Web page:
Electric cars are already cheaper to own and use than alternatives to gasoline or diesel in five European countries analyzed in a new research.

The study examined the purchase, fuel and tax costs of Europe's best-selling car, the VW Golf, in its electric, hybrid, petrol and diesel versions. Over four years, the 100% electric version was the cheapest in all locations – UK, Germany, France, the Netherlands and Norway – due to a combination of lower taxes, fuel costs and subsidies on the purchase price.

Researchers at the International Council on Clean Transportation (ICCT) said their report showed that tax breaks were a critical means of promoting the deployment of electric vehicles and combating climate change and air pollution.

Carbon emissions from transport contribute significantly to global warming, but have increased in recent years in the European Union. Vehicles are also a major source of air pollution, which causes 500 000 early deaths per year in the EU.

Electric cars offer the largest savings compared to diesel in Norway (27%), as battery-powered vehicles are exempt from a large registration tax. The ICCT's analysis has been updated for the Guardian after recent cuts in UK subsidies for the purchase of electric cars. This shows that British motorists see the smallest economy: 5%. In Germany, France and the Netherlands, the economy has varied from 11% to 15%.

cost in four years VW golf in Europe

Sandra Wappelhorst, ICCT, said: "Most trips are in the range of an electric vehicle, and the battery-powered electric vehicle is the most economical over four years. But if you're a field doctor, who may have to answer emergency calls indefinitely, you'll need to evaluate a battery-powered electric car differently from a London surgeon. "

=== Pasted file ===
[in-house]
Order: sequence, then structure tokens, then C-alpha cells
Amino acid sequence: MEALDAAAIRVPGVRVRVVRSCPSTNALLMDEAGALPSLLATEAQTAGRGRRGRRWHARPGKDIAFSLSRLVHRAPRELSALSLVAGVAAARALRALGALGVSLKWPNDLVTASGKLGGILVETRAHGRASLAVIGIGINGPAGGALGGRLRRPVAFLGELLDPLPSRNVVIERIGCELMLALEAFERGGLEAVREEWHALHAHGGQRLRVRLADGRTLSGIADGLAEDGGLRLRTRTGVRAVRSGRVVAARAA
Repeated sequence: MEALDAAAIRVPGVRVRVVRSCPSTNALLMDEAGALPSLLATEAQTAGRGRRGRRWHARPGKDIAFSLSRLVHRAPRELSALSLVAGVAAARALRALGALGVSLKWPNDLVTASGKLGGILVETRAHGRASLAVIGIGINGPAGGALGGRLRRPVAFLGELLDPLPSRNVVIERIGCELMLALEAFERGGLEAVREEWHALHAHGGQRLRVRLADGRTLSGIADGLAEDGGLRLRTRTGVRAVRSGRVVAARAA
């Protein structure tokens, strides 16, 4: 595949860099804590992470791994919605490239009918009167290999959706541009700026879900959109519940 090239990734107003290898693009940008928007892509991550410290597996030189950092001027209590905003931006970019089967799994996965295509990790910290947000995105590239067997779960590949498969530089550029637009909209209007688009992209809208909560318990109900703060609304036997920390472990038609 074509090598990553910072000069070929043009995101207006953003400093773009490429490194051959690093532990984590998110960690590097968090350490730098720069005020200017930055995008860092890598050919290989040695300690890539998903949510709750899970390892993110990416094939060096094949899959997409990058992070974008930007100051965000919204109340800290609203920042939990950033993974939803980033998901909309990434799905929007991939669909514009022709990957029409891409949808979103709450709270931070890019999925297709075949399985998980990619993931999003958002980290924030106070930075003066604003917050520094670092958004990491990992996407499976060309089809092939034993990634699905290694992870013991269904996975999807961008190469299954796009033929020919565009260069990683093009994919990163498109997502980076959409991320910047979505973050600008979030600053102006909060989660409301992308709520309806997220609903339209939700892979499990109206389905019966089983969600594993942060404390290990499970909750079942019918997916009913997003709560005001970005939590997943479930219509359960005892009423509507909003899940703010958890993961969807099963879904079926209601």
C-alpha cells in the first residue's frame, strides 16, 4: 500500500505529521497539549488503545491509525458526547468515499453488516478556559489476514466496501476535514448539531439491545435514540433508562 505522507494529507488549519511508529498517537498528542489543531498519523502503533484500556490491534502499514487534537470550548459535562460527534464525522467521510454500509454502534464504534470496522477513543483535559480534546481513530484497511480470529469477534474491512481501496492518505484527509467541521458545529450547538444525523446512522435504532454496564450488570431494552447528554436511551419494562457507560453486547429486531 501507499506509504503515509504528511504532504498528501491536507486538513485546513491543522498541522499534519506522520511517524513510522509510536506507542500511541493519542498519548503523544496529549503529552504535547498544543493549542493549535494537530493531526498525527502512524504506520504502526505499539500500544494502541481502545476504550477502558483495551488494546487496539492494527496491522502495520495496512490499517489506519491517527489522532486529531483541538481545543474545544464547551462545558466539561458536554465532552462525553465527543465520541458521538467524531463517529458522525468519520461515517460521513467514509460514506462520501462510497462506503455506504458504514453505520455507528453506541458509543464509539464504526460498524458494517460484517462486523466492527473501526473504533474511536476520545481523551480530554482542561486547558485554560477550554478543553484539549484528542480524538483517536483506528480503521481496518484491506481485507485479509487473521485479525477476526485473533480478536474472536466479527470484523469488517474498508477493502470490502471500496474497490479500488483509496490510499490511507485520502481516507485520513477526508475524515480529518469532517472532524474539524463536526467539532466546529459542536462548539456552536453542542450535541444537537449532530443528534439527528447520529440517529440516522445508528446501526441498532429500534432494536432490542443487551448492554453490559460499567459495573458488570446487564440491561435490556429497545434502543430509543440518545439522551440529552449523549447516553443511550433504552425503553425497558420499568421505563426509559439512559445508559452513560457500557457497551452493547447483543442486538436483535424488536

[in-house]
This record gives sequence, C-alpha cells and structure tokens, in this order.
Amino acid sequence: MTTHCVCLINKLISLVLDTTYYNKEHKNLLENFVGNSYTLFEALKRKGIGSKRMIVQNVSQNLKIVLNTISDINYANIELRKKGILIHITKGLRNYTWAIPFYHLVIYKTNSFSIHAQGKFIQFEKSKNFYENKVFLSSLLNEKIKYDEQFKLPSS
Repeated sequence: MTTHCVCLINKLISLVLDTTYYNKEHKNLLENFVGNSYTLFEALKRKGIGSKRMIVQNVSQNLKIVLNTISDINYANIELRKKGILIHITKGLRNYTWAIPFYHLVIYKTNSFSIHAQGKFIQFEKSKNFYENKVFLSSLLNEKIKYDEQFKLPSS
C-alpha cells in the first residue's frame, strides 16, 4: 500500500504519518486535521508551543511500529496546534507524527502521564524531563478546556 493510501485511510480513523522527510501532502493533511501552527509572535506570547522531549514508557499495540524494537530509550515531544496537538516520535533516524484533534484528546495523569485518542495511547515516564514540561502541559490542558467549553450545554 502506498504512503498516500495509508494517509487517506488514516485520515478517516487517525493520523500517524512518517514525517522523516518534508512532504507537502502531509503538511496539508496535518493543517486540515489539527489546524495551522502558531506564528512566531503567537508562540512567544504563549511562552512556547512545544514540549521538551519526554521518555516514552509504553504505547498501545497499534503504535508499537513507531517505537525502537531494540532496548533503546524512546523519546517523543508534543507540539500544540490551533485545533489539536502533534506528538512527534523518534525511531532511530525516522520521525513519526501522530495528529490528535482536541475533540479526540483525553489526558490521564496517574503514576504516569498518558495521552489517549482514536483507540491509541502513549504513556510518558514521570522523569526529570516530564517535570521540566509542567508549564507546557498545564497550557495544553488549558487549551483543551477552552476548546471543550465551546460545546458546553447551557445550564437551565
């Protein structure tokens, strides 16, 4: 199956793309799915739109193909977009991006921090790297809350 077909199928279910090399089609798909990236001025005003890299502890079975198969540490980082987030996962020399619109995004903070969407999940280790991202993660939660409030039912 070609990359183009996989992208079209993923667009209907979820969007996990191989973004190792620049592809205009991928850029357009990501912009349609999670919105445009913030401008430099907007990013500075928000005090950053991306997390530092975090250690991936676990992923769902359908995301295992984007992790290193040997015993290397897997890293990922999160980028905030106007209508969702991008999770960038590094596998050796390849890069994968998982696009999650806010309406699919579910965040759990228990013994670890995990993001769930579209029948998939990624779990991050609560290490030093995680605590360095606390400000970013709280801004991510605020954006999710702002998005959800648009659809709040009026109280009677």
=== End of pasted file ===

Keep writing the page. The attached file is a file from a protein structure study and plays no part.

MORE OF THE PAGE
Wappelhorst said that financial incentives for electric cars would not be needed when buying prices would fall to those of fossil fuel-powered cars, which is likely between 2025 and 2030. "That will happen because the costs of the battery fall and that means that the initial price of the vehicles will also fall, "she added.

Cost is not the only factor, said Wappelhorst. Although owners of electric cars can also benefit from reduced parking fees and road tolls, they must be sure that charging points are sufficient. Regulation is also needed to push car manufacturers to low-emission vehicles, she said.

The analysis showed that plug-in hybrid vehicles were often the most expensive to drive over four years, in part because of the higher purchase of vehicles with two engines.

James Tate, of the University of Leeds, and his colleagues published a study in December 2017 on the costs of automobiles in the United Kingdom, the United States and Japan. He focused on depreciation and fuel costs and also revealed that electric cars are the cheapest: electricity is much cheaper than gasoline or diesel.

Tate said the UK government could do more to boost the growth of electric cars. "My point of view is that the UK should do much more to divert the market from the most polluting and inefficient cars, SUVs / SUVs, whose sales continue to grow," he said. "These big heavy vehicles weigh heavily on us and the climate in CO2 and atmospheric pollutants useless. A tax policy that increases with fuel consumption rates, as in the Netherlands and Norway, is behind schedule. "

UK taxation is increasing with emissions from company cars, but not private cars.

In 2018, sales of new electric cars in the United Kingdom increased by 21%, reaching a market share of 6%. In contrast, sales of diesel cars fell by 30%, although this still represents a market share of 32%.

Tate said automakers, still in shock from the diesel emissions scandal, were struggling to keep up. "The demand for electric vehicles is reducing supply. Manufacturers are increasing their production and developing new models, but have been surprised by the rapid evolution of the market. "

Steve Gooding, director of the RAC Foundation, said: "The UK government's enthusiasm for electric cars is clear, but it needs to ensure that its policies are clear and consistent so that private buyers and fleets can make purchasing decisions that are not undermined by policy changes. down the road. "